Alfalfa. Leaf Spot (Pseudopeziza medicaginis).— Small black spots on the leaves. Causes the leaves to turn yellow and fall.

Control. — Frequent close mowing usually holds the disease in check.

Dodder (Cuscuta epithymum).—A tangled mat of yellow threads entwining the alfalfa stems. Usually appears in spots in the field and spreads from these points. Is easily spread by the rake, and especially in seed. Dodder is not a fungus, but a specialized parasitic plant of the morning-glory family.

Control. - As soon as discovered, cover the infested spot with straw and oil and burn. Screen the alfalfa seed to remove seed of . dodder. Make a screen 12 inches square by 3 inches deep with a 20 X 20 mesh wire-cloth made of No. 34 steel wire. Sift each half pound of seed vigorously for one half minute. Almond. Blight (Coryneum beyerinkii). - See Peach Blight, p. 275.

Yellows. See under Peach. Apple. Blight. - The same disease as Pear Blight, which see.

Bitter-rot or Ripe-rot (Glomerella rufomaculans). - Produces a browning and drying of the fruit. Progressing in concentric rings from a central point. Attacks nearly mature fruit. Also occurs on limbs, where it produces a canker scarcely distinguishable from New York apple-tree canker (p. 264).

Control. - Trim out all cankers early in the spring, and remove all mummied apples from the trees. In addition to the sprayings for apple scab, make three, four, or five sprayings with bordeaux mixture, 3-3-50, according to the severity of the disease and the character of the summer as regards rainfall.

Black-rot of fruit. — Fruit stage of the New York apple-tree canker disease, which see.

Blotch (Phyllosticta solitaria).- Attacks fruit, twigs, and leaves. Blotches a quarter of an inch or more in diameter appear on the fruit. These often coalesce, and the fruit often cracks deeply. Scurfy cankers are formed on the twigs while very small; circular spots a quarter of an inch in diameter are formed on the leaves. Ben Davis is especially susceptible.

Control. - Careful pruning to remove cankered twigs. Spray as for apple scab and bitter rot.

Brown-rot.- See under Cherry (p. 267).

Canker. - Smooth cankers in bark of trunk and limbs usually indicate blight, rough ones New York apple-tree canker.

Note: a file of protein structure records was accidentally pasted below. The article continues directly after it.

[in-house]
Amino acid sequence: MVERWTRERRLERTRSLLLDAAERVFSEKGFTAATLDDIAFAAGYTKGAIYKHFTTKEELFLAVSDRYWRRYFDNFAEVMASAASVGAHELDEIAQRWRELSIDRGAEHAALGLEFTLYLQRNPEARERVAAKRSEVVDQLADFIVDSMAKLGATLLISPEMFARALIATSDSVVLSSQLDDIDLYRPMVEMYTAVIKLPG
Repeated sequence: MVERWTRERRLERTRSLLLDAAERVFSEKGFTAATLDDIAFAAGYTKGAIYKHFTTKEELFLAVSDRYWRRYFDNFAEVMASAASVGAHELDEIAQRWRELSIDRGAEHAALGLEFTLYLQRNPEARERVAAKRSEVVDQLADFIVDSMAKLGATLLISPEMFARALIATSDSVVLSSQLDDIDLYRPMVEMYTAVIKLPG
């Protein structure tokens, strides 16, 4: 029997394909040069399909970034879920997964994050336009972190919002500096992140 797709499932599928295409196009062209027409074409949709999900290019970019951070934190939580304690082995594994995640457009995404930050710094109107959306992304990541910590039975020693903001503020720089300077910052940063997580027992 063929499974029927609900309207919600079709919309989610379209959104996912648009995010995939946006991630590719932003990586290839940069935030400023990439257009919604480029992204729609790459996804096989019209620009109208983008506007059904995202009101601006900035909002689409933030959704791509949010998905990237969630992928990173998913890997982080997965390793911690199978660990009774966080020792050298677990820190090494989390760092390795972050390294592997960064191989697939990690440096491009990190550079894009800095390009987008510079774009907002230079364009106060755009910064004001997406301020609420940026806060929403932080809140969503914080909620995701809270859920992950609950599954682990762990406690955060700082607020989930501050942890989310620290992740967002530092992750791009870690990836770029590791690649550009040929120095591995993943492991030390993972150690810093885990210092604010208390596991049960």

Collar-rot. - A dead area in the bark near the ground ; often girdles the tree. Cause not known. May be started in some cases by the fire-blight organism, in others by winter injury. Common on King, Baldwin, and Ben Davis.

Remedy. - As soon as noticed, cut away dead bark and wood to the living healthy tissue. Swab the wound with a solution of corrosive sublimate, 1:1000, and paint over with a lead paint which is free from turpentine. Slit the callus on the edge from year to year to make it spread faster, and keep dead wood well protected with paint.

Crown-gall {Bacterium tumefaciens). — See under Peach, p. 276.

New York Apple-tree Canker (Sphceropsis malorum). — The fungus causing the disease attacks limbs, causing roughened cankers and often girdling the limb ; attacks leaves, causing a reddish brown leaf-spot, and on the fruit produces a black rot. Abundant on Twenty Ounce.

Control. — Remove and burn old cankers. Clean out and disinfect small cankers as for collar-rot. Soak old limbs well with spray mixture when spraying for scab. Spraying as for apple scab usually controls black rot of fruit, though in the Ozark region a late spraying may be advisable for leaf-spot. Cultivate thoroughly.

Powdery Mildew (Sphcerotheca leucotricha). — Attacks nursery stock, covering the leaves with a grayish white, powdery mildew. Also on leaves and twigs of new growth in the orchard, often causing the leaves to fall.

Remedy. — Lime-sulfur, 1-40, as applied for scab is a specific.

Rust (Gymnosporangium macropus). — A bright yellow rust appearing on the young leaves and fruit. Enfeebles the whole tree and produces one-sided fruits. It is known that one stage in the cycle of the fungus is the cedar apple, which occurs on the red cedar. Apples are always infected from the cedar, never from apple to apple.